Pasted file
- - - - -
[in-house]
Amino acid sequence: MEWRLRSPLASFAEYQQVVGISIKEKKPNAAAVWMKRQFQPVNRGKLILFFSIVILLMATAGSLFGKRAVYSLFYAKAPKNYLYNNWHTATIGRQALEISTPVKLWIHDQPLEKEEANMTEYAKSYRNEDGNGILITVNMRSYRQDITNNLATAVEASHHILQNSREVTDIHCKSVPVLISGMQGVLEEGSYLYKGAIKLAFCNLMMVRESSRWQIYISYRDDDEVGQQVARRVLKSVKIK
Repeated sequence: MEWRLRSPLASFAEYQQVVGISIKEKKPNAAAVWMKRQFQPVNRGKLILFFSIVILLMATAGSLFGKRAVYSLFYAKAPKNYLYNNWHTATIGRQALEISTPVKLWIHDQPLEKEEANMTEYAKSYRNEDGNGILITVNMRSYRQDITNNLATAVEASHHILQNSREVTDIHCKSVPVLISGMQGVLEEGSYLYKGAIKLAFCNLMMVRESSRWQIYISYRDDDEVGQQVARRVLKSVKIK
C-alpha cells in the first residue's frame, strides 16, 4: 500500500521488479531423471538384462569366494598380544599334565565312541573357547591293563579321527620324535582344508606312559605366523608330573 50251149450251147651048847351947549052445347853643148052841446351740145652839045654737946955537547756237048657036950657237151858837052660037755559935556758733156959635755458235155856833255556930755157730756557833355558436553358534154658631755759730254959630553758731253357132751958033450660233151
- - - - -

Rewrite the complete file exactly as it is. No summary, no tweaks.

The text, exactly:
[in-house]
Amino acid sequence: MEWRLRSPLASFAEYQQVVGISIKEKKPNAAAVWMKRQFQPVNRGKLILFFSIVILLMATAGSLFGKRAVYSLFYAKAPKNYLYNNWHTATIGRQALEISTPVKLWIHDQPLEKEEANMTEYAKSYRNEDGNGILITVNMRSYRQDITNNLATAVEASHHILQNSREVTDIHCKSVPVLISGMQGVLEEGSYLYKGAIKLAFCNLMMVRESSRWQIYISYRDDDEVGQQVARRVLKSVKIK
Repeated sequence: MEWRLRSPLASFAEYQQVVGISIKEKKPNAAAVWMKRQFQPVNRGKLILFFSIVILLMATAGSLFGKRAVYSLFYAKAPKNYLYNNWHTATIGRQALEISTPVKLWIHDQPLEKEEANMTEYAKSYRNEDGNGILITVNMRSYRQDITNNLATAVEASHHILQNSREVTDIHCKSVPVLISGMQGVLEEGSYLYKGAIKLAFCNLMMVRESSRWQIYISYRDDDEVGQQVARRVLKSVKIK
C-alpha cells in the first residue's frame, strides 16, 4: 500500500521488479531423471538384462569366494598380544599334565565312541573357547591293563579321527620324535582344508606312559605366523608330573 50251149450251147651048847351947549052445347853643148052841446351740145652839045654737946955537547756237048657036950657237151858837052660037755559935556758733156959635755458235155856833255556930755157730756557833355558436553358534154658631755759730254959630553758731253357132751958033450660233151